Spring has now officially sprung, and with the change in season comes a desire to read something new and different. Our new reading list is inspired by all things reminiscent of Spring – warmth, flowers, gardens – and is bound to make you want to slow down and smell the roses. Or, put your feet up and read a really good book:
The Lost Flowers of Alice Hart by Holly Ringland:
Spanning two decades, set between sugar cane fields by the sea, a native Australian flower farm, and a celestial crater in the central desert, The Lost Flowers of Alice Hart follows Alice’s unforgettable journey, as she learns that the most powerful story she will ever possess is her own. An astonishingly assured debut, her story of love, loss and triumph, shines with courage, heart and love.
The Language of Flowers by Vanessa Diffenbaugh:
The Victorian language of flowers was used to express emotions: honeysuckle for devotion, azaleas for passion, and red roses for love. But for Victoria Jones, it has been more useful in conveying feelings like grief, mistrust and solitude. After a childhood spent in the foster care system, she is unable to get close to anybody, and her only connection to the world is through flowers and their meanings. A mesmerising and elegantly written debut that vividly portrays a woman whose gift for flowers helps her change the lives of others even as she struggles to overcome her own troubled past.
Springtime by Michelle De Krester:
When Frances met Charlie at a party in Melbourne he was married with a young son. Now she and Charlie live in Sydney with her rescue dog Rod and an unshakeable sense that they have tipped the world on its axis. They are still getting their bearings – of each other and of their adopted city. Everything is alien, unfamiliar, exotic: haunting, even. Worlds of meaning spin out of perfectly chosen words in this rare, beguiling and brilliant ghost story by Miles Franklin Literary Award-winning writer Michelle de Kretser.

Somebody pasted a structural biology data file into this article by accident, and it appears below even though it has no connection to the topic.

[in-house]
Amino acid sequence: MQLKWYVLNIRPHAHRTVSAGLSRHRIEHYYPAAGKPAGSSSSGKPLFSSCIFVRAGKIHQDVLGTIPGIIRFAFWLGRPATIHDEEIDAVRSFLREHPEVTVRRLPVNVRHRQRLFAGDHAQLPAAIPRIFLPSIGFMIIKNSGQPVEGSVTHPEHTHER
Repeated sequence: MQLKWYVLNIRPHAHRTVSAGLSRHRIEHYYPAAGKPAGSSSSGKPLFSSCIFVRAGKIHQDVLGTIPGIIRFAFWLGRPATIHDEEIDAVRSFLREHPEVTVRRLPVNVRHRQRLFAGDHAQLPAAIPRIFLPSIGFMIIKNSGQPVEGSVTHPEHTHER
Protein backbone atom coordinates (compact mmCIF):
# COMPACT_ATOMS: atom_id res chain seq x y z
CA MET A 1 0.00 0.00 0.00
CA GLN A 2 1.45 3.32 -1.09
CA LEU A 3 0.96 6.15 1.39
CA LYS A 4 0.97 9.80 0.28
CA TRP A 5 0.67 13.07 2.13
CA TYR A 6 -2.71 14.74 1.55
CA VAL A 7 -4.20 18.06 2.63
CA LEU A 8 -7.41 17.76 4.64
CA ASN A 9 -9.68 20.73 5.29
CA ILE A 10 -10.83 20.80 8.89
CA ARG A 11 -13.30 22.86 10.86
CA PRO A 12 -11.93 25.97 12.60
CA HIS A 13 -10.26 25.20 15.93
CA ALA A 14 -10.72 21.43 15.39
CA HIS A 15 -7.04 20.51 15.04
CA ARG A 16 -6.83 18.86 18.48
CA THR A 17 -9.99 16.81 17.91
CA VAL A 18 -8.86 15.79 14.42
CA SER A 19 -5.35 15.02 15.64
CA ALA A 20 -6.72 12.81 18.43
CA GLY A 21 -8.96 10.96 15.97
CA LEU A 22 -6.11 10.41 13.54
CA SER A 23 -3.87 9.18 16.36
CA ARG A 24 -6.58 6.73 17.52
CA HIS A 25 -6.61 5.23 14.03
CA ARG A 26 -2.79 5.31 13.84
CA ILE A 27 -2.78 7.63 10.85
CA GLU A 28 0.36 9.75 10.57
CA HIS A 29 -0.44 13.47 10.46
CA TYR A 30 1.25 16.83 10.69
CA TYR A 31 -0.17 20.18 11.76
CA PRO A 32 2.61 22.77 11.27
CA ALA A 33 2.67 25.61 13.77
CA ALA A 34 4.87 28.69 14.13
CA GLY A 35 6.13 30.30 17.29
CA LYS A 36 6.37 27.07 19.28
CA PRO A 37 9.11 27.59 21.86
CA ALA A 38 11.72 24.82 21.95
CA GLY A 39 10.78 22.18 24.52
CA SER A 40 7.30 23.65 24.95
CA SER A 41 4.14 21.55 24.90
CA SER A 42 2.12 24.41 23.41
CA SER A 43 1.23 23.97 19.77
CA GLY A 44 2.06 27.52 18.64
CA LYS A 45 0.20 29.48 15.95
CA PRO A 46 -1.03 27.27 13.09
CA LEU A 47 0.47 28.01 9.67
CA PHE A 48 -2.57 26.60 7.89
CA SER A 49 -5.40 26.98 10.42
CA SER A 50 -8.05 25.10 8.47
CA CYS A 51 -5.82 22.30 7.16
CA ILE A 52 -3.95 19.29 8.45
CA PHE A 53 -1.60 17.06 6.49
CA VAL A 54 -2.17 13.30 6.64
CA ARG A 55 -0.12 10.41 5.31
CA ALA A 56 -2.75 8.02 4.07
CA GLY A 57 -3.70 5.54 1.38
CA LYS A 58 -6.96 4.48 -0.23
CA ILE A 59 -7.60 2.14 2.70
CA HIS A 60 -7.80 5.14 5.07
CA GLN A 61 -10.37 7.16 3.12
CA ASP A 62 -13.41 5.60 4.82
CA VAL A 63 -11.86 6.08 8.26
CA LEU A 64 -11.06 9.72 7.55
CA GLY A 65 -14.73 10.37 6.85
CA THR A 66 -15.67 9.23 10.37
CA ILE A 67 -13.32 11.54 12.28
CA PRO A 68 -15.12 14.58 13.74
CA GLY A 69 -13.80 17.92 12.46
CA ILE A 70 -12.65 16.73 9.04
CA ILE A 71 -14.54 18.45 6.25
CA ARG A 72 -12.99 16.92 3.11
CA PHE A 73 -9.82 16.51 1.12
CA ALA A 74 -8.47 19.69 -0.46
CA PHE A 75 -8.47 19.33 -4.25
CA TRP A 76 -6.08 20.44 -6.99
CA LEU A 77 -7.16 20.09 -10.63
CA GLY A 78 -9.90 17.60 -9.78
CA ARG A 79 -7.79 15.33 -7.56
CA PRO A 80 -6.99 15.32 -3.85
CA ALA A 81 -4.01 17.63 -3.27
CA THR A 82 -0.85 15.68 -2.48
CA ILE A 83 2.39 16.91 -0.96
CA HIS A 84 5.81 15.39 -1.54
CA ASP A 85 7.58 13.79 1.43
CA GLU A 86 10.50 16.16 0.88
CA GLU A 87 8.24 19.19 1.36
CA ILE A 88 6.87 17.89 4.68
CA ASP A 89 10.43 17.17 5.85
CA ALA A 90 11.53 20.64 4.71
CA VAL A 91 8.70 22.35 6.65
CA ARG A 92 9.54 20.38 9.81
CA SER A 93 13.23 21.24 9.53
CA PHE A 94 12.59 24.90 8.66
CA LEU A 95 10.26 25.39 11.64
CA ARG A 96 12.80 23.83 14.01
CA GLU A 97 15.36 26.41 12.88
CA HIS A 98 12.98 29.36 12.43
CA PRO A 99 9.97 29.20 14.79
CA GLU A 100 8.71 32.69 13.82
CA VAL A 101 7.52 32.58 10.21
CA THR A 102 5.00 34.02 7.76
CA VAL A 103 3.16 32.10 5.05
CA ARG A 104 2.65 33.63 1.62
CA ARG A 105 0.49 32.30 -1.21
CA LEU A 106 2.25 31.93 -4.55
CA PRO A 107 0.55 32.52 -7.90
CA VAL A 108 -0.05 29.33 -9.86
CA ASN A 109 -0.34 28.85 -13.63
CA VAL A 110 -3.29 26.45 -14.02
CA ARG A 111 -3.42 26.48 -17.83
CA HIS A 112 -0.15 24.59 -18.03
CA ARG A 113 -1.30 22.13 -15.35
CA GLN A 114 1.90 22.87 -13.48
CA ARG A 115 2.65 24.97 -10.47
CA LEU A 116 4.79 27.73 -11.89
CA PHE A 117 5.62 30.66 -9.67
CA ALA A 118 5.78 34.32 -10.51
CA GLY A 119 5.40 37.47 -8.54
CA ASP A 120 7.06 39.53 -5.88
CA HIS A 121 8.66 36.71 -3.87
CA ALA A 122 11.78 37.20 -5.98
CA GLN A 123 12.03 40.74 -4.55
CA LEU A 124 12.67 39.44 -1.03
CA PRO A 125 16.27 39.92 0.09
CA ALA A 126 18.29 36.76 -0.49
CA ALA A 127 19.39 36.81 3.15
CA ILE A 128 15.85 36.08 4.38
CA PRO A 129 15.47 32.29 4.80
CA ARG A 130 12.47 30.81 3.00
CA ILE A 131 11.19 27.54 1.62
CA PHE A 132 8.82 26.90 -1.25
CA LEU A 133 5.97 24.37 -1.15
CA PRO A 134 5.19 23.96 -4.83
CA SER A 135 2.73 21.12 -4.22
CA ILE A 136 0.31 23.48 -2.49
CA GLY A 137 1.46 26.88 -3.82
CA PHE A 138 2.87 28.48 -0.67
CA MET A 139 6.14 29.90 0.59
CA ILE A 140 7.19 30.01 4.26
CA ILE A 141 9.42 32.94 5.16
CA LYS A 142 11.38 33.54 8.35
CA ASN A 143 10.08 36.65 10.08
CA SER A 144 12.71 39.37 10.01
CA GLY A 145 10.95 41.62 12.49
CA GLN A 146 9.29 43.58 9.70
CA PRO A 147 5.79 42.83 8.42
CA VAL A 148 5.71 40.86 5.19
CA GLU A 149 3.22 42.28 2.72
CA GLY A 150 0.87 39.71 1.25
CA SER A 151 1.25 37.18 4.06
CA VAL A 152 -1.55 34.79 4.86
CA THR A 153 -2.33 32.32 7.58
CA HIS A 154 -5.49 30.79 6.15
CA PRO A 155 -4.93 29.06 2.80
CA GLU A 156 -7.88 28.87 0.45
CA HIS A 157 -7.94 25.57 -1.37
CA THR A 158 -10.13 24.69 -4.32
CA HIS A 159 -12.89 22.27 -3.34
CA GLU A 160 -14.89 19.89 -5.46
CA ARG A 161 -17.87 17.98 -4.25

The Botanist’s Daughter by Kayte Nunn:
In Victorian England, headstrong adventuress Elizabeth takes up her late father’s quest for a rare, miraculous plant. She faces a perilous sea voyage, unforeseen dangers and treachery that threatens her entire family. In present-day Australia, Anna finds a mysterious metal box containing a sketchbook of dazzling watercolours, a photograph inscribed ‘Spring 1886’ and a small bag of seeds. It sets her on a path far from her safe, carefully ordered life, and on a journey that will force her to face her own demons.In this spellbinding botanical odyssey of discovery, desire and deception, Kayte Nunn has so exquisitely researched nineteenth-century Cornwall and Chile you can almost smell the fragrance of the flowers, feel the touch of the flora on your fingertips…
The Accidental Tour Guide by Mary Moody:
Mary Moody’s bestselling memoirs about her adventures in France, Au Revoir and Last Tango in Toulouse, inspired thousands of women. The Accidental Tour Guide completes the circle by sharing another major turning point in her life. When Mary loses her beloved husband, her world is turned upside down. Part of her journey to reignite her passion for living is to boldly go where she has never been before – in her travels and in her everyday life. A powerful, moving and inspiring true story about how to rebuild your life without the people who matter most, filled with Mary’s love of both adventure and gardens.
What are your favourite springtime reads?